To get started you can work part-time in a service related segment of the industry or you can try to get a full-time job working for a company that makes bows, guns, clothing, treestands, boots, etc. There are many such companies and you can find a list of these by asking to look at the Archery Trade Show directory or the SHOT Show directory by contacting these organizations at and respectively. If they will not send you these directories, they will certainly send them to your local dealer if he or she is a member.

Of course, there are other ways to find information about companies in the hunting industry, but these directories are the most comprehensive guides available.

Companies in the hunting industry are like any other company; they need good, hard working employees. If you are willing to work hard, are responsible and motivated and have a trade or degree, you will find a job in the hunting industry if you keep looking. Finding a job in this industry isn't much different from finding one in any other industry. You have to be persistent and able to accept rejection. Realize that it is nothing personal against you or your skills when someone turns you down. It is a normal part of the job search process. They just don't need anyone with your capabilities at the present time. Try other companies.

Be flexible. Be willing to take any kind of job that has potential for advancement. Once you get your foot in the door, you will be able to learn the ropes, meet people and see other opportunities.


I went to work for High Country Archery as a mechanical engineer for several months back in early 1991. My wife and I were looking around the country to see what was out there when we met Spencer Land, owner of High Country, while he was in Lewiston, Idaho, elk hunting. It was a chance meeting that occurred only because I took the initiative. I knew that High Country started in that area and visited Spencer's archery shop in Lewiston asking if High Country needed any workers. Spencer just happened to be in town (he had since moved the company to Tennessee) and we talked. He offered me a short-term stint in their product development department.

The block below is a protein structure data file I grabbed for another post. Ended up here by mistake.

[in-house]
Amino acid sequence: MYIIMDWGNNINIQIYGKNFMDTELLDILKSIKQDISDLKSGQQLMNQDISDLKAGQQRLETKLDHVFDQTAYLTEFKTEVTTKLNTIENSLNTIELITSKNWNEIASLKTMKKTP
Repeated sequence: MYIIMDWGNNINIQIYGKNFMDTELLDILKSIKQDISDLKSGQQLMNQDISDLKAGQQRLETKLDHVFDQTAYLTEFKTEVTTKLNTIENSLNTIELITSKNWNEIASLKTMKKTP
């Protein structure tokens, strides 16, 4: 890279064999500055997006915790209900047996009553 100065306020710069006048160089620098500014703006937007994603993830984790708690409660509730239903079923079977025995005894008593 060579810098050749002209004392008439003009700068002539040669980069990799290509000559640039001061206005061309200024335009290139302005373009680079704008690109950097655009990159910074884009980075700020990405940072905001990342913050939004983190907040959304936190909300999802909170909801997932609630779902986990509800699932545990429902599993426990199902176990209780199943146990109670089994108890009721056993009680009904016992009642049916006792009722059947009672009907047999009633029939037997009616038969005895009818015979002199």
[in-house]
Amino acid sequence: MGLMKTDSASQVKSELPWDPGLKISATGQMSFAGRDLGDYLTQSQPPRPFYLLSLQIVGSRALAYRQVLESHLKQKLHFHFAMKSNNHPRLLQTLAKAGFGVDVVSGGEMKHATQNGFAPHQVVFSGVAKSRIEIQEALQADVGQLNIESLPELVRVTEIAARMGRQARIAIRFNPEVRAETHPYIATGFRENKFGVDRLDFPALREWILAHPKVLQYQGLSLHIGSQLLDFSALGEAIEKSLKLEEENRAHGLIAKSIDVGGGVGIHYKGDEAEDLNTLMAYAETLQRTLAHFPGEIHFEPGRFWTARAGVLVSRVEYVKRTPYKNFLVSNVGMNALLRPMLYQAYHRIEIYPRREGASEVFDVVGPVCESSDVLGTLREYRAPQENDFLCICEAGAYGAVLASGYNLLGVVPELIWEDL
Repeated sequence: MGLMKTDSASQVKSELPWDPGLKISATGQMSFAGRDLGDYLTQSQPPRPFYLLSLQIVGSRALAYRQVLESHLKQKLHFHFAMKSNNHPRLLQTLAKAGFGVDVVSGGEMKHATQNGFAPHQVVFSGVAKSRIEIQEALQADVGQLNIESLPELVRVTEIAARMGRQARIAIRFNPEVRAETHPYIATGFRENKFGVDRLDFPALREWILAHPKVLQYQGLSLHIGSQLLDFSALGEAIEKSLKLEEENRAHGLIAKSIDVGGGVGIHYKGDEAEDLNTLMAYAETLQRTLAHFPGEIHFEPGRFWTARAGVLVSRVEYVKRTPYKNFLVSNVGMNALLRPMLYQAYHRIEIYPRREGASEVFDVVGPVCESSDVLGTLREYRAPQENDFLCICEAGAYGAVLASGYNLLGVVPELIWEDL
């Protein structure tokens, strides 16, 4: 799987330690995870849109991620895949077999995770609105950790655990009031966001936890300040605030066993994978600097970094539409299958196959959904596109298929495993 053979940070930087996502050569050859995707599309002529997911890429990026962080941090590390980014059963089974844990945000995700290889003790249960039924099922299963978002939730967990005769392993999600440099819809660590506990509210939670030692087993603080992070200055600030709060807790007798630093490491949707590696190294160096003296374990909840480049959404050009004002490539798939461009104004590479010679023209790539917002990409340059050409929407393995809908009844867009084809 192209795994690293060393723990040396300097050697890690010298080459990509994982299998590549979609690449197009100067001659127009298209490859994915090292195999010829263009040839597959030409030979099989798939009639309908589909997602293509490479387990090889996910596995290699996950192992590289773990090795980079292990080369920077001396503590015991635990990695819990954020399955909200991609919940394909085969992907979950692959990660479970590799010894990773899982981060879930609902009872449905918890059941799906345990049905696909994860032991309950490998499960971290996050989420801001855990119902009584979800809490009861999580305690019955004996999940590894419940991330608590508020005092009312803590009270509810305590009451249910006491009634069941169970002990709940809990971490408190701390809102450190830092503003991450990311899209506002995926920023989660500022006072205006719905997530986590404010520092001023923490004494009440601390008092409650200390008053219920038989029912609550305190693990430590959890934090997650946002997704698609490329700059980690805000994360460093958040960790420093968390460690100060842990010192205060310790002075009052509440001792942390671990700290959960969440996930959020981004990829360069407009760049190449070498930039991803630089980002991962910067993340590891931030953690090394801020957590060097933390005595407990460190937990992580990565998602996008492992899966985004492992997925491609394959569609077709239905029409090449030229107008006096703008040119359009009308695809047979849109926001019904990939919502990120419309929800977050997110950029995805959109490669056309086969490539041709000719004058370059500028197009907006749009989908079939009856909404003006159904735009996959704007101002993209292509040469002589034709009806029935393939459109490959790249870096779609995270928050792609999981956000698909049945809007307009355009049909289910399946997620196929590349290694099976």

I jumped at the opportunity and while in Tennessee I met Greg Tinsley who was working as the company's PR manager. Coincidentally, Greg now works at Mossy Oak! Prior to the job at High Country, Greg had been the associate editor at Petersen's Bowhunting Magazine. We became friends immediately. About the same time my stint was up, the magazine called Greg back to be its editor.

Greg gave me my first break as a writer, buying an article from me that summer. I will always be in his debt for that act. We needed the money. Now between jobs and still trying figure out what to do with our lives, we were dirt poor -- broke. Little by little, Greg fed me more work and eventually I was able to get some assignments from Gordon Whittington at North American Whitetail, as well. We were not living large, but we were eating and I was in the hunting industry.

Pam and I were able to live cheaply enough to get by

on what an aspiring outdoor writer makes. The first year of doing this full time (1992), I only made $8,000. I made additional money working for farmers patching fence and putting up hay so we could eat. We didn't have any children yet.

I was painfully shy and not a self-promoter so it took a long time for me to make the needed contacts. Each year my income increased along with my workload and my confidence. I worked hard. Soon I had to turn down farm jobs so that I could focus all my efforts on writing and photography. It took four years before I really felt like I could support the two of us with my writing.